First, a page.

Carleton’s Fall Term officially started yesterday.
The first day of Fall Term feels different from the first days of Winter and Spring Terms. The first day of Fall Term is a culmination of several months of planning and anticipation, unlike the first days of Winter and Spring Terms. There’s the frenetic anxiety present at the start of any term around meeting a new set of students and wondering whether your carefully-designed course will go as planned or go off the rails, of course. But since Fall Term also starts off the academic year, I’ve found this heightens our already-heightened anxiety, and adds to the anticipation. And the first day of Fall Term has its own special schedule, with shorter classes, Opening Convocation, and the president’s reception for faculty and staff. I think this is why at the end of the first day of Fall Term, I’m ten times more exhausted, and more relieved, than after the first days of other terms.
I’m teaching one class this term, a first-year seminar on Ethics of Technology. It occurred to me, right before classes began, that given my class’s time slot, this would likely be my students’ FIRST CARLETON CLASS EVER. No pressure, right? And after 4 consecutive terms of teaching fully online (except for Comps), I worried a bit about being rusty with how to run and pace an in-person class. Turns out, the majority of my students spent the better part of the last school year virtually, so we’re all rusty and re-learning how to learn with others in the same physical space.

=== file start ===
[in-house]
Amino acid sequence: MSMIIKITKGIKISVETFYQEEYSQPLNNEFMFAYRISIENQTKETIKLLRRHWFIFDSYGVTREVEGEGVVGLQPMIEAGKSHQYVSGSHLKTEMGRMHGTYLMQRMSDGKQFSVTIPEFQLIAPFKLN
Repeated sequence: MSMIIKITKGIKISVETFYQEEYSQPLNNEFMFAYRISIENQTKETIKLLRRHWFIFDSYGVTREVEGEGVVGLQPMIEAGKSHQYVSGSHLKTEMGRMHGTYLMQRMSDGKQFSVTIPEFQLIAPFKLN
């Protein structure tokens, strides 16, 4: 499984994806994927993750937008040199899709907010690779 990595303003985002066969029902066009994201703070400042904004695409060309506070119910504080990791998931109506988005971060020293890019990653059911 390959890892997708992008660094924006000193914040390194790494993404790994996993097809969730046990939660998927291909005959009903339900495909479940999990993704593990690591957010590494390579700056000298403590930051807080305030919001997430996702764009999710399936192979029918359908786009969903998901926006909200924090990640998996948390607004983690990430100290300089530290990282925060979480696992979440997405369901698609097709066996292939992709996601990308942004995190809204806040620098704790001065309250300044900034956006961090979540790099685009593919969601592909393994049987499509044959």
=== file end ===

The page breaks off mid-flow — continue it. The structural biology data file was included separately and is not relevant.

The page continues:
Class went really well. I’m really liking this group of students and, from what I could discern in one 50 minute class meeting, their collective energy. I used an icebreaker activity to get students thinking about how their experiences build frameworks through which they make judgments, which then segued into having them think about one of our central course questions (on balance, is technology a net positive, net negative, or neutral for society?) with their frameworks in mind. (We had a particularly lively discussion about chocolate vs. vanilla ice cream.) One icebreaker question was “do you prefer coffee or tea?”, a question I end up asking most of my classes at some point in the term. I’ve found over the years that the younger-skewing my class, the less likely they are to prefer coffee, and that held true in this class as well. I’m not sure why that is, but it’s definitely a consistent trend.
I debated whether I should attend Opening Convo in person, given that we’re not done with baseline testing, but I did and I’m glad I did. Instead of our usual speaker, several faculty, staff, and students read stories submitted by the community about Carleton community members who went above and beyond during the pandemic. It struck exactly the right tone. A tradition at Opening Convo is the singing of the alma mater, which made me very nervous, but instead one of the Carleton choral groups sang it for us. And now I want us to have them sing at every Opening Convo, instead of having us all muddle through.
Between class, lunch with colleagues, and Opening Convo and the reception, I was pretty peopled out by the time I left campus. I ended up hanging out with the neighbors when I got home, so I’m starting today with depleted people reserves and a schedule full of meetings. Whoops.
It was lovely to be back in person, and it was lovely to start of the term on such a positive note. I’m really looking forward to the term ahead!
What I’m reading: Race After Technology: Abolitionist Tools for the New Jim Code, by Ruha Benjamin. HIGHLY RECOMMEND so far.
What I’m listening to: The podcast Depresh Mode with John Moe. This week’s episode touched on how family traumas shape us, and I thought it was really well done.